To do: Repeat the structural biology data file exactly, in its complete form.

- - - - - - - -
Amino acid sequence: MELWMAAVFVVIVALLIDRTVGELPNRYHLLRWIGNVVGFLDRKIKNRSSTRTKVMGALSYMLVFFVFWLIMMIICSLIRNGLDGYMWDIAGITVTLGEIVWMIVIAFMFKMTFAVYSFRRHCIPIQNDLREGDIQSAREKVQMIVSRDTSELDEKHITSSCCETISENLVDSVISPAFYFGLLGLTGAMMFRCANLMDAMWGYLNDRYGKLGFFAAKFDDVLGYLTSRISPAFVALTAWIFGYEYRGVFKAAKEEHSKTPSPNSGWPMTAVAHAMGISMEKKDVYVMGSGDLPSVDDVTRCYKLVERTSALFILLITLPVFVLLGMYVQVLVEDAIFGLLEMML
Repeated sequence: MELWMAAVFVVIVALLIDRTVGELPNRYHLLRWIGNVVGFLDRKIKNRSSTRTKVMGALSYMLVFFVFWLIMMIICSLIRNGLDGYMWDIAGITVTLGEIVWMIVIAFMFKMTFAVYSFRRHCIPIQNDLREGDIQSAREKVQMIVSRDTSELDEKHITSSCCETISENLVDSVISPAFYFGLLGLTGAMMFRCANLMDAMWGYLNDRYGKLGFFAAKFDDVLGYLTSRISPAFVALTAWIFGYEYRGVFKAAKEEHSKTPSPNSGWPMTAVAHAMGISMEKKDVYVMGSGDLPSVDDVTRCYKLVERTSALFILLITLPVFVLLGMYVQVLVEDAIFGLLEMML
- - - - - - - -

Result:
Amino acid sequence: MELWMAAVFVVIVALLIDRTVGELPNRYHLLRWIGNVVGFLDRKIKNRSSTRTKVMGALSYMLVFFVFWLIMMIICSLIRNGLDGYMWDIAGITVTLGEIVWMIVIAFMFKMTFAVYSFRRHCIPIQNDLREGDIQSAREKVQMIVSRDTSELDEKHITSSCCETISENLVDSVISPAFYFGLLGLTGAMMFRCANLMDAMWGYLNDRYGKLGFFAAKFDDVLGYLTSRISPAFVALTAWIFGYEYRGVFKAAKEEHSKTPSPNSGWPMTAVAHAMGISMEKKDVYVMGSGDLPSVDDVTRCYKLVERTSALFILLITLPVFVLLGMYVQVLVEDAIFGLLEMML
Repeated sequence: MELWMAAVFVVIVALLIDRTVGELPNRYHLLRWIGNVVGFLDRKIKNRSSTRTKVMGALSYMLVFFVFWLIMMIICSLIRNGLDGYMWDIAGITVTLGEIVWMIVIAFMFKMTFAVYSFRRHCIPIQNDLREGDIQSAREKVQMIVSRDTSELDEKHITSSCCETISENLVDSVISPAFYFGLLGLTGAMMFRCANLMDAMWGYLNDRYGKLGFFAAKFDDVLGYLTSRISPAFVALTAWIFGYEYRGVFKAAKEEHSKTPSPNSGWPMTAVAHAMGISMEKKDVYVMGSGDLPSVDDVTRCYKLVERTSALFILLITLPVFVLLGMYVQVLVEDAIFGLLEMML